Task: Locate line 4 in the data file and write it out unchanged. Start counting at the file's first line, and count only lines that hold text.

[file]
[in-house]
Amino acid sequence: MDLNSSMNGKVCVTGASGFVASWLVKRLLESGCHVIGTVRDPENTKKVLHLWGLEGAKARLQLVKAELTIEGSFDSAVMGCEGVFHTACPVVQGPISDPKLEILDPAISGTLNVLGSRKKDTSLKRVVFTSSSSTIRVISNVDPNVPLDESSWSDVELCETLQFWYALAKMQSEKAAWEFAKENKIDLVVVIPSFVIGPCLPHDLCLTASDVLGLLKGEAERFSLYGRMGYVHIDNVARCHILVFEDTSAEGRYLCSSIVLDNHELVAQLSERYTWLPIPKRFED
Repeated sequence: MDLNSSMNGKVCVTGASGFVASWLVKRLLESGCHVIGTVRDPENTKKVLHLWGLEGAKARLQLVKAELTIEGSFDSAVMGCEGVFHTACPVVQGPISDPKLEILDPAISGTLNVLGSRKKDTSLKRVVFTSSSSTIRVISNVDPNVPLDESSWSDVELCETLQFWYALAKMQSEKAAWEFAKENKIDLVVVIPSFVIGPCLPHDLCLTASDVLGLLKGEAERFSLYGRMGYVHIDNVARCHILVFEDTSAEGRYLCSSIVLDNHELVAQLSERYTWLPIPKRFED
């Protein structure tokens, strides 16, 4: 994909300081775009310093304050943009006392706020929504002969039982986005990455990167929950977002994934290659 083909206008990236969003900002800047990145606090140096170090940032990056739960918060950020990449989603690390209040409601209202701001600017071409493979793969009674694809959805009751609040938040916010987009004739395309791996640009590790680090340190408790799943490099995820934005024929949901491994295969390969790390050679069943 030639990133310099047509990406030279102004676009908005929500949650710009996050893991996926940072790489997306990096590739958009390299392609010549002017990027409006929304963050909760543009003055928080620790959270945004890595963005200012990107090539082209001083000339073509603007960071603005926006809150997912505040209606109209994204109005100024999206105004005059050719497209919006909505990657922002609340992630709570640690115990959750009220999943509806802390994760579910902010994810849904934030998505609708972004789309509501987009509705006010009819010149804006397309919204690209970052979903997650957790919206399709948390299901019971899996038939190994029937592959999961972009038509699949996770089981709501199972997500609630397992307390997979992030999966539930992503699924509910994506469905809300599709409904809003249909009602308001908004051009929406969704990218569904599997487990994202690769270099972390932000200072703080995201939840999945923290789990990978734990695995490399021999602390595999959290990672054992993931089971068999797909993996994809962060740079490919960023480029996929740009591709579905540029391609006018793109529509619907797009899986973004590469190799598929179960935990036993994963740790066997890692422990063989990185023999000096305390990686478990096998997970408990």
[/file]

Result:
């Protein structure tokens, strides 16, 4: 994909300081775009310093304050943009006392706020929504002969039982986005990455990167929950977002994934290659 083909206008990236969003900002800047990145606090140096170090940032990056739960918060950020990449989603690390209040409601209202701001600017071409493979793969009674694809959805009751609040938040916010987009004739395309791996640009590790680090340190408790799943490099995820934005024929949901491994295969390969790390050679069943 030639990133310099047509990406030279102004676009908005929500949650710009996050893991996926940072790489997306990096590739958009390299392609010549002017990027409006929304963050909760543009003055928080620790959270945004890595963005200012990107090539082209001083000339073509603007960071603005926006809150997912505040209606109209994204109005100024999206105004005059050719497209919006909505990657922002609340992630709570640690115990959750009220999943509806802390994760579910902010994810849904934030998505609708972004789309509501987009509705006010009819010149804006397309919204690209970052979903997650957790919206399709948390299901019971899996038939190994029937592959999961972009038509699949996770089981709501199972997500609630397992307390997979992030999966539930992503699924509910994506469905809300599709409904809003249909009602308001908004051009929406969704990218569904599997487990994202690769270099972390932000200072703080995201939840999945923290789990990978734990695995490399021999602390595999959290990672054992993931089971068999797909993996994809962060740079490919960023480029996929740009591709579905540029391609006018793109529509619907797009899986973004590469190799598929179960935990036993994963740790066997890692422990063989990185023999000096305390990686478990096998997970408990």